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View Full Version : My Homemade Stroketrainer



recoveryjones
04-03-2004, 11:58 AM
After reading the article 'Popcorn or anyone else interested' I decided to post. Yes I have made my own homemade Stroke trainer.The reason I made my own are as follows:

1. I TRULY couldn't afford one.Especially so with the weak Canadian dollar and duty costs that would have seen me paying up to $300 Canadian.Also we are going on strike at my workplace.

2. I knew I could make one

3. I wanted to modify the one that I saw at the Stroke trainer website so that I could get lower down on my cue.My custom made one angles down so that I can get my chin down 3" from the cue which is my normal set-up (this was a major reason for making my own)

4. I had access to a carpenter shop with all the saws,a dato,drill presses etc. etc

5. I had access to free 3 ft. lengths of (scrap, used) 5/8 plexiglass which like aluminum is very, very expensive. I also had access to some free scrap aluminum angle iron,and wingnuts for adjustment and dissasembly purposes.

6. I had the knowledge and help of a carpenter, engineer and precision instruments technician at work.

Some have posted that plexiglass may cause to much friction, but I am here to say that plexiglass works just fine. It must be thick (ouch expensive) plexiglass , however, as otherwise it will flex too much as you stroke.I would either go plexiglass or aluminum and wouldn't cheap out and use wood which could give you slivers, may cause friction and is subject to warping.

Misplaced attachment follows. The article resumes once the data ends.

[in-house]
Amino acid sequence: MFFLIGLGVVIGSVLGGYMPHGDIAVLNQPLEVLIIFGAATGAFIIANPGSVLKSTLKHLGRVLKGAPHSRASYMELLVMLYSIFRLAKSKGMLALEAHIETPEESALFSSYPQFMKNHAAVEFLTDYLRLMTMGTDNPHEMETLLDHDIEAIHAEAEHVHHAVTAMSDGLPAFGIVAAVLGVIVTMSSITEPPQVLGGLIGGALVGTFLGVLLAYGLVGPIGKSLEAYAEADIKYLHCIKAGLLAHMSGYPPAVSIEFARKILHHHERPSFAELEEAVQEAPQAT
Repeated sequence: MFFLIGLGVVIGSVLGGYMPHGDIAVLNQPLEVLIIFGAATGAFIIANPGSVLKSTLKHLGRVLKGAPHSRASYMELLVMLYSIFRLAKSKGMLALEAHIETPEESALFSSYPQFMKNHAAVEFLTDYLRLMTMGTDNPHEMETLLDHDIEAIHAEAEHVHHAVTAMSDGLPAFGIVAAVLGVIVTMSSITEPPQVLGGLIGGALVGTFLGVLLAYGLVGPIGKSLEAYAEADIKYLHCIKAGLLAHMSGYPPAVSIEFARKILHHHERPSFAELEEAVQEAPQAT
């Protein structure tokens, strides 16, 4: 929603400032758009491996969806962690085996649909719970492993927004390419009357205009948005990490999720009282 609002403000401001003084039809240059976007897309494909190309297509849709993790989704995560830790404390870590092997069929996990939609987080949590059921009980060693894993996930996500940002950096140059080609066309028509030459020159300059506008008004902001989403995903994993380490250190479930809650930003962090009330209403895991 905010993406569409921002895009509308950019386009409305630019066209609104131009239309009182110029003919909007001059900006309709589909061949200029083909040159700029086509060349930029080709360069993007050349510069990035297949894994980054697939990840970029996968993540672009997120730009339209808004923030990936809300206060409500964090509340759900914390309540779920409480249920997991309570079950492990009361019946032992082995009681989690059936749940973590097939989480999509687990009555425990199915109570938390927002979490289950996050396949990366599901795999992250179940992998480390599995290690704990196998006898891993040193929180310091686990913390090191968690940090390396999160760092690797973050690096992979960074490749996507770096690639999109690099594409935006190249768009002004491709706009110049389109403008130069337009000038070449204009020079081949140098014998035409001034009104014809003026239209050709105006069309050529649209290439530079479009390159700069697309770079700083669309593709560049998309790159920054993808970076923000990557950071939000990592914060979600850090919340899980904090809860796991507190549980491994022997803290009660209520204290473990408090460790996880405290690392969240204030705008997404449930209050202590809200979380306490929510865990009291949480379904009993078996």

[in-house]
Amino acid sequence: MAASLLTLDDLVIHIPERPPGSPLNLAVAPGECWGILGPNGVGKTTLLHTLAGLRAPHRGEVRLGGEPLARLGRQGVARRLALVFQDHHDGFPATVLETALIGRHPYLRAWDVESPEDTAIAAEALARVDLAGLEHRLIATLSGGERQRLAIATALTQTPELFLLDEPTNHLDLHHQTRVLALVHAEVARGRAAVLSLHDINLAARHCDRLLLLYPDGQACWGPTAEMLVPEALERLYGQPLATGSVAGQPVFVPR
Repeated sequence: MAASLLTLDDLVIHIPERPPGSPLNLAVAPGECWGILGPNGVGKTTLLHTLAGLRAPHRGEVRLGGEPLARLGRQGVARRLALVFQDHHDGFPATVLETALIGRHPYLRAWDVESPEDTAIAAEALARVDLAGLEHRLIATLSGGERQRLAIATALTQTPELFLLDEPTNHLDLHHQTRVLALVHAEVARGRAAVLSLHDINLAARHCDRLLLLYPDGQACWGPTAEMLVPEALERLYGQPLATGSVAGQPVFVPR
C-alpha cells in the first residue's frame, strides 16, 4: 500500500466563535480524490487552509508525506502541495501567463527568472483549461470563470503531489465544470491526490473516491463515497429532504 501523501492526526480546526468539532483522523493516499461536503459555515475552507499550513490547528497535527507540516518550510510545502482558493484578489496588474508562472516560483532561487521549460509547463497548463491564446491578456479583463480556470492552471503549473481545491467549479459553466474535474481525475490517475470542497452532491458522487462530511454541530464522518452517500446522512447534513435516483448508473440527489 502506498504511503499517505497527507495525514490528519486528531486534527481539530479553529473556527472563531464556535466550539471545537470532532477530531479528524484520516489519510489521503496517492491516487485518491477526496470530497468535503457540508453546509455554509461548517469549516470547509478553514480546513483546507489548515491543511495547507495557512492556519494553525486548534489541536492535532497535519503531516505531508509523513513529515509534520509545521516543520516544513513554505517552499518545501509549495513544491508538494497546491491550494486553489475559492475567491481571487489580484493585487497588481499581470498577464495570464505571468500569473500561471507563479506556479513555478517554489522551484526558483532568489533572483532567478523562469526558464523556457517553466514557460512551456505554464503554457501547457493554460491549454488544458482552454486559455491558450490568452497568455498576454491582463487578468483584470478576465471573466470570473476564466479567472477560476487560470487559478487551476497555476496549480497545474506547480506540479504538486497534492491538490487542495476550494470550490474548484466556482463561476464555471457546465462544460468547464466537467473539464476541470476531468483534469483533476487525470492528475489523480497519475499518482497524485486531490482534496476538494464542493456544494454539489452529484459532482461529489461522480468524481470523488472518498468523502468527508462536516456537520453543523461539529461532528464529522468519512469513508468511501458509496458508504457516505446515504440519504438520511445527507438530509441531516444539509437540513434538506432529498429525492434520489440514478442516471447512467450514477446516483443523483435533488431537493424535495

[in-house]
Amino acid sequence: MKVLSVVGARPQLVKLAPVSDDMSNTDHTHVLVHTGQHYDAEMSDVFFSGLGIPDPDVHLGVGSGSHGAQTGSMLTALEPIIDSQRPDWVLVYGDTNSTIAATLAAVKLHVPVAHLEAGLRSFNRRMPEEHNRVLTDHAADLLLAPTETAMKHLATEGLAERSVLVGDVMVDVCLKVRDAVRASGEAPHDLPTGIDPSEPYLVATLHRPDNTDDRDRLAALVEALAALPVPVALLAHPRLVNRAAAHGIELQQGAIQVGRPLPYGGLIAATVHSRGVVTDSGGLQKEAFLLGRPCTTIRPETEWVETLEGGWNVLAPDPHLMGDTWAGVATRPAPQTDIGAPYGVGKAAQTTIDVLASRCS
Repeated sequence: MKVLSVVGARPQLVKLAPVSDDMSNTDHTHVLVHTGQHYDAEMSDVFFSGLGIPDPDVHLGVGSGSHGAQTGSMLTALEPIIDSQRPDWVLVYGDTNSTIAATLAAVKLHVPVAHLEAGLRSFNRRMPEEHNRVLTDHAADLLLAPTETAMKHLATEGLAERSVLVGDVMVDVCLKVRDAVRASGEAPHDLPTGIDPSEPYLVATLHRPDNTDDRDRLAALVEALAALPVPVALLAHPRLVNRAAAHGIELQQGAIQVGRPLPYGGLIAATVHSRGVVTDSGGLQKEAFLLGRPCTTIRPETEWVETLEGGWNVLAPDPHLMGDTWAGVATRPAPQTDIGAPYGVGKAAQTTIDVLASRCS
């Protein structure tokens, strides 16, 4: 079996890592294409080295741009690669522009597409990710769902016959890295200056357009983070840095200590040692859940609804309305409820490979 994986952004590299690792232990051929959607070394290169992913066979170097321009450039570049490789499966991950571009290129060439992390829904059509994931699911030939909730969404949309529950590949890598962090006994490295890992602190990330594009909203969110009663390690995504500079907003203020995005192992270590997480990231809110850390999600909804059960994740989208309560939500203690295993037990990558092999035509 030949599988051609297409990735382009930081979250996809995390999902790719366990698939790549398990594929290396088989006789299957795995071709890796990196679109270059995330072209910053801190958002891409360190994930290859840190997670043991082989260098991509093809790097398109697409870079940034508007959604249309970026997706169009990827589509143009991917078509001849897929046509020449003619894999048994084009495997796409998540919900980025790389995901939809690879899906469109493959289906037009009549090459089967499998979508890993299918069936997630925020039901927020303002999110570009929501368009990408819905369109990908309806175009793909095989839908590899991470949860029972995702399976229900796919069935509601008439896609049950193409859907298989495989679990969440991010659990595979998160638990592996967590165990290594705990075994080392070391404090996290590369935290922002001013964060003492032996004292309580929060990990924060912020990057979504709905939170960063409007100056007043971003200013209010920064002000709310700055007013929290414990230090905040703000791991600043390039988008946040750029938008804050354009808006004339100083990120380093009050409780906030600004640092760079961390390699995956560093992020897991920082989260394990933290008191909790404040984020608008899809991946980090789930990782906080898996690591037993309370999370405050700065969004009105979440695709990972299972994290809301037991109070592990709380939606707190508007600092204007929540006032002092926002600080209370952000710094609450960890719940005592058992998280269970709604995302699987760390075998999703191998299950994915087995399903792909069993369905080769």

Having said that, Doug has made an excellent invention and is( in my opinion) taking far to much abuse.Try pricing out the cost of some aluminum or thick plexiglass for that matter and you will soon see that it's not cheap.It also took me ( and my help) several hours to make one of these as the thing was taken home and back to work to be re-sized, realigned and re-designed.Doug deserves something for his labour.Furthermore I'm sure he has spent countless dollars (and time) on advertizing, patents, materials and website costs etc. etc. In his defense I don't think he's making the great money that some people think.

If you don't have access to a shop and all the materials and help like I had,(mines dead straight with the help I had and if you make your crooked, you will have a crooked stroke) I would suggest that you save yourself the hassle and buy one from Doug.Some of you spend that extra $500 or $1ooo for a cue , which is basically a piece of wood and pay the cue maker for his workmanship and don't bat an eye about his price markups for materials.Subsequently the cue doesn't help your game because your stroke is as crooked as George Bush and Paul Martin...LOL.Investing $200 for all the joy you'll get for an improved pool game (plus maybe you'll win some $$$$) could be well worth the cash.

Having said all of this the Stroketrainer will only help if you are dedicated and use it.I've only used mine a bit and my game has already improved.I don't have a super stroke by any means.I need to practice with it some more.

I am going to modify my stroketrainer some more by adding a ball return ramp.I will add a length of plastic pvc pipe with some forty-five's glued to the end to create a loo de loop ramp so that when I hit a cue ball it will return back to me.It will be like one of those lazy man putting machine that golfers use. The ball will return for another shot.I'll use my Jim Rempe cue ball to ensure that my custom made stroke trainer is letting me hit that sucker dead center.I'll keep you posted.

In the meantime those of you that have the money and don't have the materials or know how, give Doug a shout, because you can't go wrong with a Stroketrainer.It's an awesome invention. RJ

bluewolf
04-03-2004, 01:14 PM